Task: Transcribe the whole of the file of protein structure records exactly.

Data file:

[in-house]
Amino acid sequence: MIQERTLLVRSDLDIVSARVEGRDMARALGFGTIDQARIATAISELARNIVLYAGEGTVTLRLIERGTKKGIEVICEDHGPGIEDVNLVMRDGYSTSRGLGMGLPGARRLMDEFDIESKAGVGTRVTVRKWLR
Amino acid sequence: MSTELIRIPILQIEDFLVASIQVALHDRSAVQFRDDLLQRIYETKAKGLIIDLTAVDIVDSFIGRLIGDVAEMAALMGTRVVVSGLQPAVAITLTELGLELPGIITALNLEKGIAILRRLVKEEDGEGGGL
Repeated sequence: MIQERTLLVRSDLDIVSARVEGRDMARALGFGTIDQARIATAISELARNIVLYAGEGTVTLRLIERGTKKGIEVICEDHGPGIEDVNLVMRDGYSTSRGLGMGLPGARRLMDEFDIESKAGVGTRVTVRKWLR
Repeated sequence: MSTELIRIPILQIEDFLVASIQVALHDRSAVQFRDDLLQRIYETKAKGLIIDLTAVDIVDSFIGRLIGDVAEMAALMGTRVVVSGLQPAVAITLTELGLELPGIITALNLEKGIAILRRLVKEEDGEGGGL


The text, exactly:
[in-house]
Amino acid sequence: MIQERTLLVRSDLDIVSARVEGRDMARALGFGTIDQARIATAISELARNIVLYAGEGTVTLRLIERGTKKGIEVICEDHGPGIEDVNLVMRDGYSTSRGLGMGLPGARRLMDEFDIESKAGVGTRVTVRKWLR
Amino acid sequence: MSTELIRIPILQIEDFLVASIQVALHDRSAVQFRDDLLQRIYETKAKGLIIDLTAVDIVDSFIGRLIGDVAEMAALMGTRVVVSGLQPAVAITLTELGLELPGIITALNLEKGIAILRRLVKEEDGEGGGL
Repeated sequence: MIQERTLLVRSDLDIVSARVEGRDMARALGFGTIDQARIATAISELARNIVLYAGEGTVTLRLIERGTKKGIEVICEDHGPGIEDVNLVMRDGYSTSRGLGMGLPGARRLMDEFDIESKAGVGTRVTVRKWLR
Repeated sequence: MSTELIRIPILQIEDFLVASIQVALHDRSAVQFRDDLLQRIYETKAKGLIIDLTAVDIVDSFIGRLIGDVAEMAALMGTRVVVSGLQPAVAITLTELGLELPGIITALNLEKGIAILRRLVKEEDGEGGGL